The more than 10 million people who are taking aquatics or water workout classes are improving their health in a fun, non-impact way, according to the American Association for Retired Persons (AARP).
Why are pool classes so popular? “When the body is submerged in water, there is less weight to support. This allows for more intense workouts without incurring the usual wear and tear associated with ground-based workouts. Water is more resistant than air, so a 30-minute pool workout is similar to a longer lasting ground-based workout without the usual impact force,” AARP explains.
Water workouts are usually performed vertically in shallow water without swimming, but focusing on resistance training. Pool workouts can be enhanced with kickboards, buoyancy belts, and Styrofoam dumbbells. Wearing aquatic shoes help improve footing in the water, and prevent foot scrapes.
Water aerobics and other pool workouts are recommended for people suffering from arthritis or other joint problems, sports injuries, bad backs, or other physical limitations. AARP says, “An hour of brisk water-walking can burn as many as 500 calories.”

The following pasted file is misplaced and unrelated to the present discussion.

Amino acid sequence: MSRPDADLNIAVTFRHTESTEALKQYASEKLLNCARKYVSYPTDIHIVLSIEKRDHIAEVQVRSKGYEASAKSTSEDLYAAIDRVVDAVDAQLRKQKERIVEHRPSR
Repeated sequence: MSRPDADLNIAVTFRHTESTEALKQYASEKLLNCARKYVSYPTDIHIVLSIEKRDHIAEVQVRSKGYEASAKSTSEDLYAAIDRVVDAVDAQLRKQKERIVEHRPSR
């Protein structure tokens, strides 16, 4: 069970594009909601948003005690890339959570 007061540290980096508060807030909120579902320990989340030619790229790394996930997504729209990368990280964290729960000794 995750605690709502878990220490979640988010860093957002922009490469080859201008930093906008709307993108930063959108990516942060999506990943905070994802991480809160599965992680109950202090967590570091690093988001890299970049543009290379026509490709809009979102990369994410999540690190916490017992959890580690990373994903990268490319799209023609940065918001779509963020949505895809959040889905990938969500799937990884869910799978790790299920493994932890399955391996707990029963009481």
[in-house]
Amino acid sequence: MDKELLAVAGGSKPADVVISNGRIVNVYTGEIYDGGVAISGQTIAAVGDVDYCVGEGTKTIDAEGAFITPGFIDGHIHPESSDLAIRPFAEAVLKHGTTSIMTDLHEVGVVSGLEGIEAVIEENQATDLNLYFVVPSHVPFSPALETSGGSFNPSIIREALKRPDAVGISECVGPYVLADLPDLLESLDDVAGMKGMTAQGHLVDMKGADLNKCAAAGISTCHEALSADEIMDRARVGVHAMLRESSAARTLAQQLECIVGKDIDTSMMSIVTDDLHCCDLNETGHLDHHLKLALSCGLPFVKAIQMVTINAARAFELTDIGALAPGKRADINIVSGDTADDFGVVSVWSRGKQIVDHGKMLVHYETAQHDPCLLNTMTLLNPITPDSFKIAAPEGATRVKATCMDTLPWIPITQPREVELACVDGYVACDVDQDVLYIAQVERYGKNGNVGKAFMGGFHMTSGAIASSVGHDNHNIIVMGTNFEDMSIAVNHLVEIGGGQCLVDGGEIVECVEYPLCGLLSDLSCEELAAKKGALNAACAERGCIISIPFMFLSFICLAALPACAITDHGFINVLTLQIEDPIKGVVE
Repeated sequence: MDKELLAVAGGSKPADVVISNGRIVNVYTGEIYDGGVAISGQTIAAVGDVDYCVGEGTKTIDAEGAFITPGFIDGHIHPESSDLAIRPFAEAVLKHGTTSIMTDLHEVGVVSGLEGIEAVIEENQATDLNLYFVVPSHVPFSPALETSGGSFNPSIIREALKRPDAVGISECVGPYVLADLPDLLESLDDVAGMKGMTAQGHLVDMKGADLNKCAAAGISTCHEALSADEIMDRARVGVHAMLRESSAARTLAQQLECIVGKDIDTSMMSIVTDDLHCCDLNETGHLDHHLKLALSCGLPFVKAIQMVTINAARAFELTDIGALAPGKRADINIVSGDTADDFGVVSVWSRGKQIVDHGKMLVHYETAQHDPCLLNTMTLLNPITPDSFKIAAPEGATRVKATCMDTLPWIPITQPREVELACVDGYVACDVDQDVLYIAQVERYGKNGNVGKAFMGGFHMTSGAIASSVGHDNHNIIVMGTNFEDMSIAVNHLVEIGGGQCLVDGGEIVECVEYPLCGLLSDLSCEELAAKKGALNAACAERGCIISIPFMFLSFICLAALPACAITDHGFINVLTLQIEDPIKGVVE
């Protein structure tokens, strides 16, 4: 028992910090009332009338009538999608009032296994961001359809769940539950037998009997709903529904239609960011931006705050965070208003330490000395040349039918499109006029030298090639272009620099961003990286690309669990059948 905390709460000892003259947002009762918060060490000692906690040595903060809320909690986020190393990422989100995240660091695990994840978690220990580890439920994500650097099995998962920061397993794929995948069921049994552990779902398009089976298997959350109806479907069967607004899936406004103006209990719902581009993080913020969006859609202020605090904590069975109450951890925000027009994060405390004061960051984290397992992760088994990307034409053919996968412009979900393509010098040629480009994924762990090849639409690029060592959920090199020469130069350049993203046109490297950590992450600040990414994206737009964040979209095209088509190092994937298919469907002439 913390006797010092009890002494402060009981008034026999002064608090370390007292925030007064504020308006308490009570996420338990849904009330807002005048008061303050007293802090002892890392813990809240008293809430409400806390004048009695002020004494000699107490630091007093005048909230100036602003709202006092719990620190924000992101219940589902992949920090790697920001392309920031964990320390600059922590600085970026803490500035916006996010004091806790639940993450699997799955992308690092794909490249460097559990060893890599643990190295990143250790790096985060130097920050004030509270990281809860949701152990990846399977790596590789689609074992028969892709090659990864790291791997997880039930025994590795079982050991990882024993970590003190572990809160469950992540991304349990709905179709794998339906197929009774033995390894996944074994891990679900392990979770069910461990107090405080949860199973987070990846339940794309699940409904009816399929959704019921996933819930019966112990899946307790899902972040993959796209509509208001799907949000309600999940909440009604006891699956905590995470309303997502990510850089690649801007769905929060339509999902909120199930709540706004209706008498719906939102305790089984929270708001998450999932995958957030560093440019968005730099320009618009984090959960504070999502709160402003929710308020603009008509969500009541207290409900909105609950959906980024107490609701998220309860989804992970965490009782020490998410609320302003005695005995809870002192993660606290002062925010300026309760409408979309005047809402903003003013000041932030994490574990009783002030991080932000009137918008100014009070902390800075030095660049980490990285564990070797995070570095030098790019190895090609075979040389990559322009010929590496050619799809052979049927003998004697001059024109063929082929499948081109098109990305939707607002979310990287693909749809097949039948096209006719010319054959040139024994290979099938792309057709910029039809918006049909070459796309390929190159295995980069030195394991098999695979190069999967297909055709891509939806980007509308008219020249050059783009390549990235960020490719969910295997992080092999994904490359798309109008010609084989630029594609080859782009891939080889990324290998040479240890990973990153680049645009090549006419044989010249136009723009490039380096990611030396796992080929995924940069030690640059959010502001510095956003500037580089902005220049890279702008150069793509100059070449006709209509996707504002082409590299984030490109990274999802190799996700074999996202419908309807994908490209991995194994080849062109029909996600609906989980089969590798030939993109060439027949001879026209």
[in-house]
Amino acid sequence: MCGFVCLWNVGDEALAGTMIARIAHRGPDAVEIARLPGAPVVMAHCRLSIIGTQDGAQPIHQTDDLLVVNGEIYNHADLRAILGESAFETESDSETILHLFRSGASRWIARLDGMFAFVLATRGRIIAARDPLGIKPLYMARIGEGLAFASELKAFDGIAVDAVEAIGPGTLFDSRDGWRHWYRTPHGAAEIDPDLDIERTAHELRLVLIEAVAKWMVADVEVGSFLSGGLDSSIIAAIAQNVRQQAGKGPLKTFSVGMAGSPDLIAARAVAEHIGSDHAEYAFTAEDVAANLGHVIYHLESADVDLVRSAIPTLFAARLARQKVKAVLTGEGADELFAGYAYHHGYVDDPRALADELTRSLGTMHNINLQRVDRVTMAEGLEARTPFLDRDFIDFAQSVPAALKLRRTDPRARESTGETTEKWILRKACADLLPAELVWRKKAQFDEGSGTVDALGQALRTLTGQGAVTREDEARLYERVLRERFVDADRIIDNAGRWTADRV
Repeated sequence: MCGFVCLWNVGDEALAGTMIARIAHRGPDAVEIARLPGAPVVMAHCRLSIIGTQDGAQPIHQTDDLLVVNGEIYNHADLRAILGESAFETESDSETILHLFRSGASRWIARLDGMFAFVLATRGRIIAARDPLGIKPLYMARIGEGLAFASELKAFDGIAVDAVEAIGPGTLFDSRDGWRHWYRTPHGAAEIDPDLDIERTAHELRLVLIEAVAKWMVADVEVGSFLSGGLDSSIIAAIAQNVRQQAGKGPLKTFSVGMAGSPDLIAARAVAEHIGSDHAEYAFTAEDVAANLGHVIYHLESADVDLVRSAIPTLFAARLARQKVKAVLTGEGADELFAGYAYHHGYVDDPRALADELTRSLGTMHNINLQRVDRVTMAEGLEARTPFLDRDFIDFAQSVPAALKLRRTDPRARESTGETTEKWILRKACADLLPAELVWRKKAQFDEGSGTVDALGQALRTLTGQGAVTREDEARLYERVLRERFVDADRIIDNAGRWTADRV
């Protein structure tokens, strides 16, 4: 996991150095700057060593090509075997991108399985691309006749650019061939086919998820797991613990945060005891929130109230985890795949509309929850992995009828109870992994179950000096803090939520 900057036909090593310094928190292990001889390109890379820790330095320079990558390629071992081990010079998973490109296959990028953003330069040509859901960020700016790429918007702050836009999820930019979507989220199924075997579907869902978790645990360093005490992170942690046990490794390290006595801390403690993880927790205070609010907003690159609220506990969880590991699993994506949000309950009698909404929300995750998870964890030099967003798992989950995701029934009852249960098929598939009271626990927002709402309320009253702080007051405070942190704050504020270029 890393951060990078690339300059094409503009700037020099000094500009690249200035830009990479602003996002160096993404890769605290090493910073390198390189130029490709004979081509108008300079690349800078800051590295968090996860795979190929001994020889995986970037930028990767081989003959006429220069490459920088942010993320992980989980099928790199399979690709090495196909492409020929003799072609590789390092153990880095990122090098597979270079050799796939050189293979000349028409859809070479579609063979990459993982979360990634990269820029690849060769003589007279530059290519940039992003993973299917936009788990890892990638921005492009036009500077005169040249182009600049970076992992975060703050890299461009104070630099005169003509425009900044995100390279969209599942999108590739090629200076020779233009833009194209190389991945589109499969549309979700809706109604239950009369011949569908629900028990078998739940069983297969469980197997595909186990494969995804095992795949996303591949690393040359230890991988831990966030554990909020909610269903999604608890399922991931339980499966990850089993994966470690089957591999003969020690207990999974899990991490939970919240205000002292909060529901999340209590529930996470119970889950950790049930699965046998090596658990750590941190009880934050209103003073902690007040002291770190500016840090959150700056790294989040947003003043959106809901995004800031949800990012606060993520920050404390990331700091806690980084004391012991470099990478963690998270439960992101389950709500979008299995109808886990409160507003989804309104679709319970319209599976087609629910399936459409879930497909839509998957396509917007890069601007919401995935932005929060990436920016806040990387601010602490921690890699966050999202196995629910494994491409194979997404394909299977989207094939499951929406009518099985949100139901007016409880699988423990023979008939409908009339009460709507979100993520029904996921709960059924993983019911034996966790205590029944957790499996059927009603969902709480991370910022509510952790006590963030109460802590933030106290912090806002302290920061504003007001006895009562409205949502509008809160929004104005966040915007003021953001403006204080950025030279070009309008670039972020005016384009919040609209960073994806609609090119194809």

Other benefits of water exercise include improved posture, balance and flexibility; increased strength and muscle tone; fall prevention skills; and reduced risk for injury. Social interaction is a plus, too.
AARP adds, “Water workouts are generally safe for most people. But since water pressure on your body can initially spike your blood pressure, you should start in the shallow water” if you have blood pressure issues.
When choosing a water workout class, AARP recommends researching the teacher’s qualifications, and making sure that the pool is clean and well maintained. Pools with a comfortable temperature, between 85 to 90 degrees, are ideal for people with joint problems.